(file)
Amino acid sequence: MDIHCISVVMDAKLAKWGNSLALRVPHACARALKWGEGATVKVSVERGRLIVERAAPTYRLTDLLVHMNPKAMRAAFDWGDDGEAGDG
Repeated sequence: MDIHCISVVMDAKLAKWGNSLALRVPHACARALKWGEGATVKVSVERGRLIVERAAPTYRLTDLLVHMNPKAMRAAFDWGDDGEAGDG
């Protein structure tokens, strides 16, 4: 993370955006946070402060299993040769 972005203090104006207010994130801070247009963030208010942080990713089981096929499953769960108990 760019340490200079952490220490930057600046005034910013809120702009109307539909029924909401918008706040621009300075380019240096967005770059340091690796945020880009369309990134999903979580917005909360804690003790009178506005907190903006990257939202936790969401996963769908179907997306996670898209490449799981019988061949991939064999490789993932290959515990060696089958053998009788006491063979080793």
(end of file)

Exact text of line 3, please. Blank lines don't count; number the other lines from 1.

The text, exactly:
């Protein structure tokens, strides 16, 4: 993370955006946070402060299993040769 972005203090104006207010994130801070247009963030208010942080990713089981096929499953769960108990 760019340490200079952490220490930057600046005034910013809120702009109307539909029924909401918008706040621009300075380019240096967005770059340091690796945020880009369309990134999903979580917005909360804690003790009178506005907190903006990257939202936790969401996963769908179907997306996670898209490449799981019988061949991939064999490789993932290959515990060696089958053998009788006491063979080793």